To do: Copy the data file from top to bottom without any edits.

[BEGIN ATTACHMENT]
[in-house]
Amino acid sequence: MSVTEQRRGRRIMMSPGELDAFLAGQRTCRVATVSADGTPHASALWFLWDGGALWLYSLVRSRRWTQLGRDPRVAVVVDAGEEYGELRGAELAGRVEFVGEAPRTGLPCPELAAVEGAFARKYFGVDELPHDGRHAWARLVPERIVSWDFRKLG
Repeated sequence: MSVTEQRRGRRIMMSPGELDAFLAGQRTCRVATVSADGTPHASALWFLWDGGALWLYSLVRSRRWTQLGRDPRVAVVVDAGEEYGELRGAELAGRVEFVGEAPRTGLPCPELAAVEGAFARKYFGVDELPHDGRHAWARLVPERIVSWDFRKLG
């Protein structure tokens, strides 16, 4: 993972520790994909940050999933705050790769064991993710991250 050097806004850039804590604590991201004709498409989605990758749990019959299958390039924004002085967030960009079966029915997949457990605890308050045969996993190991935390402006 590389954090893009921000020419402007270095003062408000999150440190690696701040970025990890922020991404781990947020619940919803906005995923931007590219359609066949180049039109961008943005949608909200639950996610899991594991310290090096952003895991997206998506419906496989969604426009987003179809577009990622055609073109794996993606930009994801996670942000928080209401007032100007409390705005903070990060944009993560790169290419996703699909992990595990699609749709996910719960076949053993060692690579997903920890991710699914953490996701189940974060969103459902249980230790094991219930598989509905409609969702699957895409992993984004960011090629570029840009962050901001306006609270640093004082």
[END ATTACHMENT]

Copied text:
[in-house]
Amino acid sequence: MSVTEQRRGRRIMMSPGELDAFLAGQRTCRVATVSADGTPHASALWFLWDGGALWLYSLVRSRRWTQLGRDPRVAVVVDAGEEYGELRGAELAGRVEFVGEAPRTGLPCPELAAVEGAFARKYFGVDELPHDGRHAWARLVPERIVSWDFRKLG
Repeated sequence: MSVTEQRRGRRIMMSPGELDAFLAGQRTCRVATVSADGTPHASALWFLWDGGALWLYSLVRSRRWTQLGRDPRVAVVVDAGEEYGELRGAELAGRVEFVGEAPRTGLPCPELAAVEGAFARKYFGVDELPHDGRHAWARLVPERIVSWDFRKLG
């Protein structure tokens, strides 16, 4: 993972520790994909940050999933705050790769064991993710991250 050097806004850039804590604590991201004709498409989605990758749990019959299958390039924004002085967030960009079966029915997949457990605890308050045969996993190991935390402006 590389954090893009921000020419402007270095003062408000999150440190690696701040970025990890922020991404781990947020619940919803906005995923931007590219359609066949180049039109961008943005949608909200639950996610899991594991310290090096952003895991997206998506419906496989969604426009987003179809577009990622055609073109794996993606930009994801996670942000928080209401007032100007409390705005903070990060944009993560790169290419996703699909992990595990699609749709996910719960076949053993060692690579997903920890991710699914953490996701189940974060969103459902249980230790094991219930598989509905409609969702699957895409992993984004960011090629570029840009962050901001306006609270640093004082």